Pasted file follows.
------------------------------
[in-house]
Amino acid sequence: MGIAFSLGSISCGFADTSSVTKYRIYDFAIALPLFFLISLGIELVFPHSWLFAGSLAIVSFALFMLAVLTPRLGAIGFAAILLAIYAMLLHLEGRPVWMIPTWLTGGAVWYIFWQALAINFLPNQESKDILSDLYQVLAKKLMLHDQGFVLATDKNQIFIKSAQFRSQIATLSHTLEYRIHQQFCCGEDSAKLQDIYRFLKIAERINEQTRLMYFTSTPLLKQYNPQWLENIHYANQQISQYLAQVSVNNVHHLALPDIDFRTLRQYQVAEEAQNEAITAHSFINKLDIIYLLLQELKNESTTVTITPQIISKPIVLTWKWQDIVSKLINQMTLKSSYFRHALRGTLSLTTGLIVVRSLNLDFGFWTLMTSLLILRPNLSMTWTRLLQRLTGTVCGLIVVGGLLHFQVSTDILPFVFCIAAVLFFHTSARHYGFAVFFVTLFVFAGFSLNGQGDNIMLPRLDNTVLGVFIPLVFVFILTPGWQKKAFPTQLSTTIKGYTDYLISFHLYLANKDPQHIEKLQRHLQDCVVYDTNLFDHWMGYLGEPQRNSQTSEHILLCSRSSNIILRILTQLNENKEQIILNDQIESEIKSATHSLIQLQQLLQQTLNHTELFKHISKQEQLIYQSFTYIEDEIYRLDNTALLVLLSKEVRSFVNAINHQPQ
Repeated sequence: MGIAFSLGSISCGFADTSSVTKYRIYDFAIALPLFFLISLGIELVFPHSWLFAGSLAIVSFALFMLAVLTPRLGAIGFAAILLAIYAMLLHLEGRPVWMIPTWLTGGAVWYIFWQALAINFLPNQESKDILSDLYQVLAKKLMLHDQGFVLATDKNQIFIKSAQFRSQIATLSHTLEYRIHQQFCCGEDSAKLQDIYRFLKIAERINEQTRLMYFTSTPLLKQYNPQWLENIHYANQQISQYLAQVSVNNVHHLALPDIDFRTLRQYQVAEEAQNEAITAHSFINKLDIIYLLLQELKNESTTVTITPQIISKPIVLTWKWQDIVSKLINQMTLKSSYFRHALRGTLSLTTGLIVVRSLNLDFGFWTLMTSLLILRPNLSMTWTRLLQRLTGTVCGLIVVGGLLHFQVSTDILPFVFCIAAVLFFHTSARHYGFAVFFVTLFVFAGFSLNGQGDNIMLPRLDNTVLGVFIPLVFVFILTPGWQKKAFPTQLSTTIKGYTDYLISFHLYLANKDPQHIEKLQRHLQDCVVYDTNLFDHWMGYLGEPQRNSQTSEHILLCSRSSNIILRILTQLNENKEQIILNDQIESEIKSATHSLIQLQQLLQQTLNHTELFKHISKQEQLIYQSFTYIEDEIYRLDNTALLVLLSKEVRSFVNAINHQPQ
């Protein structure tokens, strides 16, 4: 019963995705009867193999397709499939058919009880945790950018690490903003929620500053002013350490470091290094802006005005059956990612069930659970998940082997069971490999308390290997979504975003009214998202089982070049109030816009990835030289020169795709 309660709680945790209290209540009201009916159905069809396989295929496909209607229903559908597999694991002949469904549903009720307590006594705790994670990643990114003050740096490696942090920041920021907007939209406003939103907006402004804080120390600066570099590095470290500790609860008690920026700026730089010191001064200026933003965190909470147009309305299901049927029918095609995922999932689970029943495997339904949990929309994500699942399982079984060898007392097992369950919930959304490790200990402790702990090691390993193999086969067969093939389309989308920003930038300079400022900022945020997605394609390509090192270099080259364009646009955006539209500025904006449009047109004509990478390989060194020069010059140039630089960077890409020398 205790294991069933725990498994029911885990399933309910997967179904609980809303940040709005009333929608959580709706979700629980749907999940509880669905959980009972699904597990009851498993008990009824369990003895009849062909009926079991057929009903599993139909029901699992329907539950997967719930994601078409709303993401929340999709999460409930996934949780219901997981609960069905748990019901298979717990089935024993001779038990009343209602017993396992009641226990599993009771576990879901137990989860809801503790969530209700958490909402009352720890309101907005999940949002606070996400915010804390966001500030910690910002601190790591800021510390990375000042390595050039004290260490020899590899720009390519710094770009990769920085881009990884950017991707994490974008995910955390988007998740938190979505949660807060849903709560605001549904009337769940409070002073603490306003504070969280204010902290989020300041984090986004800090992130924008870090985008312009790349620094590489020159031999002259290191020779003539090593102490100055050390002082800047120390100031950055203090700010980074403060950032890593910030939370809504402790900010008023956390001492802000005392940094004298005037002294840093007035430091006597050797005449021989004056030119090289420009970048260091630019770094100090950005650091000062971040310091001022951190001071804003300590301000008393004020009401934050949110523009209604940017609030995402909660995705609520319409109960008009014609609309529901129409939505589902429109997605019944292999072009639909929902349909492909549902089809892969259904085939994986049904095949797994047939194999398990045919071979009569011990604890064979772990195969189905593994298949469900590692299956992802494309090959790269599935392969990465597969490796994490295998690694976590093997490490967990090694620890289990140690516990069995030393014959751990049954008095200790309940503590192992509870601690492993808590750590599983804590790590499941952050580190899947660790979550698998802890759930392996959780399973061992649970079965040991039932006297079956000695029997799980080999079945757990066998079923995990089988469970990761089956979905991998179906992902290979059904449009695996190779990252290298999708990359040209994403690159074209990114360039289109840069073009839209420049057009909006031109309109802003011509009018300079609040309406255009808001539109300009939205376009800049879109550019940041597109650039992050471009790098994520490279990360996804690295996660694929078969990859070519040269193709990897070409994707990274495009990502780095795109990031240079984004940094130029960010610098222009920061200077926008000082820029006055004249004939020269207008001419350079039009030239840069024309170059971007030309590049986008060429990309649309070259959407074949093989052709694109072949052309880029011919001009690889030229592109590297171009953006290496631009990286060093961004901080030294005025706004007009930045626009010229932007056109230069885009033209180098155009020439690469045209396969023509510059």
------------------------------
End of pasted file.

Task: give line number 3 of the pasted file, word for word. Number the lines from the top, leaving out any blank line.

Repeated sequence: MGIAFSLGSISCGFADTSSVTKYRIYDFAIALPLFFLISLGIELVFPHSWLFAGSLAIVSFALFMLAVLTPRLGAIGFAAILLAIYAMLLHLEGRPVWMIPTWLTGGAVWYIFWQALAINFLPNQESKDILSDLYQVLAKKLMLHDQGFVLATDKNQIFIKSAQFRSQIATLSHTLEYRIHQQFCCGEDSAKLQDIYRFLKIAERINEQTRLMYFTSTPLLKQYNPQWLENIHYANQQISQYLAQVSVNNVHHLALPDIDFRTLRQYQVAEEAQNEAITAHSFINKLDIIYLLLQELKNESTTVTITPQIISKPIVLTWKWQDIVSKLINQMTLKSSYFRHALRGTLSLTTGLIVVRSLNLDFGFWTLMTSLLILRPNLSMTWTRLLQRLTGTVCGLIVVGGLLHFQVSTDILPFVFCIAAVLFFHTSARHYGFAVFFVTLFVFAGFSLNGQGDNIMLPRLDNTVLGVFIPLVFVFILTPGWQKKAFPTQLSTTIKGYTDYLISFHLYLANKDPQHIEKLQRHLQDCVVYDTNLFDHWMGYLGEPQRNSQTSEHILLCSRSSNIILRILTQLNENKEQIILNDQIESEIKSATHSLIQLQQLLQQTLNHTELFKHISKQEQLIYQSFTYIEDEIYRLDNTALLVLLSKEVRSFVNAINHQPQ